If you want to get up-to-date information on the world of intellectual?property, and you want it to be interesting, passionate (yes, some people are passionate about IP) and sometimes even controversial
(yes, IP can also provoke fiery controversy), then you definitely need to sign up for Gene Quinn's IP Watchdog blog.

IP Watchdog is considered one of the most influential IP blogs in cyberspace. In fact, the American Bar Association runs a poll each year to rank the best law blogs, and IP Watchdog usually comes out on top or near the top for IP blogs. But as they say on DWTS, you need to vote! There's no guarantee that your celebrity will win. So I'm asking you to vote for IP Watchdog in the ABA blawg 100 competition. Go here
to vote and look for IP Watchdog in the... where else?... IP category.

S.A.F.E. Releases CodeSuite 4.7

Software Analysis and Forensic Engineering has just released a new version? of CodeSuite that has some really great new features.

PID? spreadsheets

What's? a PID? It's a partial identifier. Or more specifically, a partially?matching identifier. That's where two identifiers in code almost match. So for example, the identifiers identifier1
and confident_boy share the partial identifier (or "PID") ident. CodeMatch has always been able to correlate PIDs and use that in calculating the identifier correlation score as a component of the
entire correlation score between two source code files. But there can be so many PIDs that users got blurry-eyed trying to view them all and find suspicious ones in a CodeMatch HTML report.

So we came up with a solution. You can now export the PIDs from a CodeSuite database into a spreadsheet. You can see not only the PIDs, but the original identifiers that share the PIDs. Now you can sort and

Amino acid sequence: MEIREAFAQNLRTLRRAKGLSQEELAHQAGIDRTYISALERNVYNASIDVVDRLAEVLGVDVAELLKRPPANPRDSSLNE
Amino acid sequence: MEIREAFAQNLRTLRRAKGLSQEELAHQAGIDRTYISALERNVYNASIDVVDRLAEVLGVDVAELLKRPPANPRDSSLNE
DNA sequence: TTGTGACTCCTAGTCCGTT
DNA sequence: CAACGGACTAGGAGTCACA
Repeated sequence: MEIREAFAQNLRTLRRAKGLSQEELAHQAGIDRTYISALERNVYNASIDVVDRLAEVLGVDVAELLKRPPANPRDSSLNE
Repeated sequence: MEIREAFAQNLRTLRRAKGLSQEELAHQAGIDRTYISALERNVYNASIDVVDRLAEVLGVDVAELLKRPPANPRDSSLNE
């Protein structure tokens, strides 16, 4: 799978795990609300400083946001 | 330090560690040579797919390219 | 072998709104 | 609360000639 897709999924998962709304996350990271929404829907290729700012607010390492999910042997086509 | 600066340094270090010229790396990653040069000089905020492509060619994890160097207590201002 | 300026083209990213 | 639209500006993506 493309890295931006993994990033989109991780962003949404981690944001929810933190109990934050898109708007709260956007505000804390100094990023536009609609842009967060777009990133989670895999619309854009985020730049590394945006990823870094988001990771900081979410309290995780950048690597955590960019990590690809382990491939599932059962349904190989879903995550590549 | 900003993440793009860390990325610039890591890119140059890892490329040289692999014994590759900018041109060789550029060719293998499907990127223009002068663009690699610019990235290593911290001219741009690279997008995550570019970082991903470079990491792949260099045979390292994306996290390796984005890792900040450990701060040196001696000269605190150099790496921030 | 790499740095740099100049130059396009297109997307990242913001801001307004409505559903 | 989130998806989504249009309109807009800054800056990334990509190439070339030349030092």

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HTML Preprocessor Released

S.A.F.E. recently released the HTML Preprocessor. The HTML Preprocessor is designed to transform web pages into files that are amenable to analysis by CodeSuite, DocMate, and other source code analysis tools. The HTML Preprocessor examines HTML files and other markup language files and extracts all embedded code into separate files. These files each contain only one kind of code that can be easily analyzed and compared using CodeSuite and DocMate. The code contained in these generated files are:

  • Scripts such as JavaScript and VBScript
  • Cascading style sheets (CSS)
  • Comment text containing HTML comments
  • Message text containing HTML user messages
  • HTML tags
  • Pure HTML
  • Pseudocode representation of the HTML

Ways to Infringe a Patent

A patent can be infringed in two basic ways: directly and indirectly. These different ways of infringing are important to understand by anyone wanting to enforce patents and by anyone wanting to avoid infringing a patent.

Direct Infringement